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Court backs government’s decision to block Durham EfW plant.

Project Genesis had planned to build a £25 million plant with the capacity to treat up to 60,000 tonnes of commercial waste per year. The plans were turned down by Durham county council in September 2021, but on appeal the planning inspectorate said the plant should go ahead the following year. However, in June 2023, the planning inspectorate’s decision was overturned by then parliamentary under-secretary of state for local government and building safety, Lee Rowley, on behalf of the secretary of state for levelling up, housing and communities, Michael Gove. Project Genesis then took to the courts to appeal Mr Rowley’s decision, claiming its “interests have been substantially prejudiced”.

However, in a ruling published 21 February from a case which took place in the High Court’s planning division on 29 January, Mr Justice Fordham said he “had not been persuaded by the developer’s claims”. A judge has thrown out a case brought by the developer of a planned energy from waste (EfW) facility in Durham, which had sought to overturn the secretary of state’s decision to reject the facility. He dismissed the claim for statutory review and ordered the developer to pay the costs of the government.

One of the reasons the project was turned down was over fears the plant would impact Durham’s landscape. Two of the four issues considered by the judge related to how the proposed plant would impact the landscape. Project Genesis said the secretary of state misinterpreted policy 39 of the County Durham Plan which says proposals for new development will be permitted where they would not cause unacceptable harm to the character, quality or distinctiveness of the landscape, or to important features or views. In the second issue, Project Genesis said the secretary of state weighed “certain landscape and visual impacts differently from the way in which the Inspector had weighed them”. This included not visiting the site, while the inspector who approved the site did. However, the judge said “there is no duty, in fairness or reasonableness or to ensure a reasonable sufficiency of enquiry to go and see the view from the viewpoints”. The judge added: “The secretary of state as decision-maker, in my judgment reasonably and fairly, concluded that the various aspects of harm to the character and appearance of the landscape carried “very” significant weight against the proposal.”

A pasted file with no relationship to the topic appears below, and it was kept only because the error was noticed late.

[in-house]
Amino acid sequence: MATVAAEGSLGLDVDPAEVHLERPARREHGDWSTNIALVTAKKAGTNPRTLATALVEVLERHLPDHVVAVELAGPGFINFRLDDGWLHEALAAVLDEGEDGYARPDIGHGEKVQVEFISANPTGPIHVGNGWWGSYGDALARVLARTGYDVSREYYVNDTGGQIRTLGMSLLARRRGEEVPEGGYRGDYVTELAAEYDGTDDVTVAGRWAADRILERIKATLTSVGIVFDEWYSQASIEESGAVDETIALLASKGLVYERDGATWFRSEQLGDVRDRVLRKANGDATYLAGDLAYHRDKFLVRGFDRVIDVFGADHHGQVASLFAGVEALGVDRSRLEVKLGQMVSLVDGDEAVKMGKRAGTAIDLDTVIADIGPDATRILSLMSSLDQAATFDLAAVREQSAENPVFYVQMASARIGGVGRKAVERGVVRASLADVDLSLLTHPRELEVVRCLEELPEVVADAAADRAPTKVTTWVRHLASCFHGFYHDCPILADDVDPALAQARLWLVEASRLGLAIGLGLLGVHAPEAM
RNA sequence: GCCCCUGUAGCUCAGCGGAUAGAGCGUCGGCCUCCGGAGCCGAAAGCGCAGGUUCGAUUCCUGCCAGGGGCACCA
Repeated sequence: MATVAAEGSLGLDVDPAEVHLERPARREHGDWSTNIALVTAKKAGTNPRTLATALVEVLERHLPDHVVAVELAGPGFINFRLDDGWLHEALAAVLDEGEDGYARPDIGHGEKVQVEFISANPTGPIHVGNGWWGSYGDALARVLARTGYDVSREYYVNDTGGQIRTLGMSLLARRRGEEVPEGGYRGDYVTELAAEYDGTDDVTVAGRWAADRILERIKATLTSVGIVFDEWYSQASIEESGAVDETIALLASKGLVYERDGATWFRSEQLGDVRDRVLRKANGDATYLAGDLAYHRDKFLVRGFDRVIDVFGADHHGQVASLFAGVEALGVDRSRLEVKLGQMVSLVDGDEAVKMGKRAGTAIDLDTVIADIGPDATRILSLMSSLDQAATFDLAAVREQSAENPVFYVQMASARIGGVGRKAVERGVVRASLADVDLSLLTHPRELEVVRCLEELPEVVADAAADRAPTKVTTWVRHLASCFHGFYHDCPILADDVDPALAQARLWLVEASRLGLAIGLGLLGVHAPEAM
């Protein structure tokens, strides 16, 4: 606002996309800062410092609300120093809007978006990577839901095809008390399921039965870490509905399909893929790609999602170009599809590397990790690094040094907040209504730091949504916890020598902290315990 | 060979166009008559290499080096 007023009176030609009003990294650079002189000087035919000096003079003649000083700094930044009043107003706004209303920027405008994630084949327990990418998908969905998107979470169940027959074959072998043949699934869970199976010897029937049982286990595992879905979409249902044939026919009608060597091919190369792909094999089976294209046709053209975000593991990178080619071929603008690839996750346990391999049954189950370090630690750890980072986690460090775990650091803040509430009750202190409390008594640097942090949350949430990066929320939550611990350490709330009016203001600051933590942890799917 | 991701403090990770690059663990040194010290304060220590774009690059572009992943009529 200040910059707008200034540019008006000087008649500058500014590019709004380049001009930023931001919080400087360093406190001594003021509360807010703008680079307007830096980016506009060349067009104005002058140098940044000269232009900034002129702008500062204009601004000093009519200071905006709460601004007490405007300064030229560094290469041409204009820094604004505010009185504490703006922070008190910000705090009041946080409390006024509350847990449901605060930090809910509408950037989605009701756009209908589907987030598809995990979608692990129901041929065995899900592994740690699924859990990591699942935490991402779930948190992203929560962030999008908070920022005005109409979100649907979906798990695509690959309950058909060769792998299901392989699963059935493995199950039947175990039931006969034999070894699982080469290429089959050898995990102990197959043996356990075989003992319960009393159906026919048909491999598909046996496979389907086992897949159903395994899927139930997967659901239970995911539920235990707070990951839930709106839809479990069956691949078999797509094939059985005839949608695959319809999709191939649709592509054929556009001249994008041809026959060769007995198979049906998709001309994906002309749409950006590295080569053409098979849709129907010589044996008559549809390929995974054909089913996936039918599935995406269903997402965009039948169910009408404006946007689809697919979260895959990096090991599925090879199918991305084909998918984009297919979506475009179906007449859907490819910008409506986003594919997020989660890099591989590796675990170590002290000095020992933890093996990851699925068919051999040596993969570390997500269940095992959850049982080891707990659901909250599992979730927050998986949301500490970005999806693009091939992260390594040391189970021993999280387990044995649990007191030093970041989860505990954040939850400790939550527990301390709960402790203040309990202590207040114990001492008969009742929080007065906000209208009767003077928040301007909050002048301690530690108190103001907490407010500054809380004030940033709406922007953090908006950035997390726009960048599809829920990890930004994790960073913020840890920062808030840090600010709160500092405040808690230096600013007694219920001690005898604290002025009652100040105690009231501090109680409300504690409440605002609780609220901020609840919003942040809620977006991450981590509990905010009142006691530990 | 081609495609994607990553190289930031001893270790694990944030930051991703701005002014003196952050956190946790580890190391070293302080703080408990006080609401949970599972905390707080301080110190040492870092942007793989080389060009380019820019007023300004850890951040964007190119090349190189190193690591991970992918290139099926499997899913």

Project Genesis also claimed that the agreed benefits of the plant should count more towards the decision. According to the ruling, the inspector recorded that the developer’s case in the inquiry had identified a series of benefits of the developments. This included the provision of “much-needed waste management resources” and “operating as a catalyst for further regenerative economic and sustainability benefits both within the industrial park and in the wider local area”. The developers argued that these two benefits were considered together, which meant they were not weighted more in their favour.

The fourth issue was in relation to technical parts of the government’s decision and was also unsuccessful. Justice Fordham said: “In all the circumstances… I have not been persuaded by the developer’s claim, on any of the four issues, and I will dismiss the claim for statutory review”. “The parties were agreed that I should order, as I do, that: (1) the claim is dismissed; and (2) the developer shall pay the secretary of state’s costs, to be assessed if not agreed.”

The proposed facility was set to be part of Hownsgill Industrial Park, comprising a fuel store, energy plant and combined heat and power equipment and infrastructure. It was planned to process up to 60,000 tonnes of refuse derived fuel annually, produced from locally sourced, mainly C&I waste which Project Genesis said would be supplied by four to five sources local to the region.

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